Gone are the days where I used to add an insane amount of things to my list which realistically I knew I couldn't get done in one working day- unless I wanted to find myself at 4am holding my eyes open with matchsticks. 

Now, I assign myself a task every couple of hours, allowing time for me to take a short break every hour to get up and away from my laptop, as well as an hour for lunch instead of working through it. 

As well as making a list of tasks for every day, I have a weekly list of things I want to achieve each week, as well as monthly tasks that I try and fit in to do. I've even started a list of things that I want to do during the evenings to relax like reading, doing my nails, or working on my travel scrapbook as otherwise, I ended up sitting in front of the TV the whole time watching back-to-back true crime episodes on Netflix.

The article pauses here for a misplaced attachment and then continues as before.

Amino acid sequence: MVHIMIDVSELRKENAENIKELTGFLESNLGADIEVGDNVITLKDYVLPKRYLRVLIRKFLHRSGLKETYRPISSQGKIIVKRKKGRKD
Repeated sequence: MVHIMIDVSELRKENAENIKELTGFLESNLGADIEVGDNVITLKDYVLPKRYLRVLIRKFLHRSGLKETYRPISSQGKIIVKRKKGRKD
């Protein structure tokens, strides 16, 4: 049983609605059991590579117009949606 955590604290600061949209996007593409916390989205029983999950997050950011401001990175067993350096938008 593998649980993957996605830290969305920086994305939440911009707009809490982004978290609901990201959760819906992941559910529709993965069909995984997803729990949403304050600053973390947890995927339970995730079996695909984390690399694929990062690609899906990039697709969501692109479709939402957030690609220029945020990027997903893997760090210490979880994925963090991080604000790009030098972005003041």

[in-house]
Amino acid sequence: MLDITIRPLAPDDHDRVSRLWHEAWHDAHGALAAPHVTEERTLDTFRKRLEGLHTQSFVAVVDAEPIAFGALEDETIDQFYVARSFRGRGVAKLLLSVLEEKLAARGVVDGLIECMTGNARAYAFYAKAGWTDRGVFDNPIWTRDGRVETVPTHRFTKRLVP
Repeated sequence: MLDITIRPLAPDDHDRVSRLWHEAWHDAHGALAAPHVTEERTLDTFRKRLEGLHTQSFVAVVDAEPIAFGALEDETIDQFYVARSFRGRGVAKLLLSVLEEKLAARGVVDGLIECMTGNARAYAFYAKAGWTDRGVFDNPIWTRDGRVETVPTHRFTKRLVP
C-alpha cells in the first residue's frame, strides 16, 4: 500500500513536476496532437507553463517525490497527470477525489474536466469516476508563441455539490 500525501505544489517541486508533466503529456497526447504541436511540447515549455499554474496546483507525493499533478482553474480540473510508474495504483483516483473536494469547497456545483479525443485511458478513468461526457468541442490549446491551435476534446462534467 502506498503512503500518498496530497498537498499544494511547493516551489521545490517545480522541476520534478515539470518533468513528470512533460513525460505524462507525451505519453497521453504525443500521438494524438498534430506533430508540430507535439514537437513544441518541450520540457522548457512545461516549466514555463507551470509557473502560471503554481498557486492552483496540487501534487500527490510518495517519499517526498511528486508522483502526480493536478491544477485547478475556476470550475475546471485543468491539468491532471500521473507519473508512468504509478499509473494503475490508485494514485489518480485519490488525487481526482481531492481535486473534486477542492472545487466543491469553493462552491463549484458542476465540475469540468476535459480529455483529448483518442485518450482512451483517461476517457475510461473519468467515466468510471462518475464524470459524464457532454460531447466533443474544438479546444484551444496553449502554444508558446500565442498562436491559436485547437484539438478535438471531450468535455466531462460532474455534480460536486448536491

BALANCE YOUR SOCIAL ARRANGEMENTS WITH YOUR WORK


Even though I have days when I'm at home all day, meaning I can work consistently, there are other days where I'm popping into London for auditions, events, or even just to meet up with friends. 

Now, I'm not saying cancel all your plans so you can work because where's the fun in that?! 

What I've had to do is look at my calendar each week to see when my day will be broken up with going out, and then work out the days I can dedicate to catching up. 

For instance, I like to use Friday's as my day to shoot content for Instagram, this blog and my Youtube channel, so if I have to go to an audition on a Friday, then I work out another day that I can shoot. 

In the past, I've just completely written off tasks if I'm going out, meaning I've gotten behind with posting content which I reaaallyyyy hate, but this allows me to organise my time better. 

ALWAYS MAKE TIME FOR THE GYM 


No excuses. Get your butt down to the gym.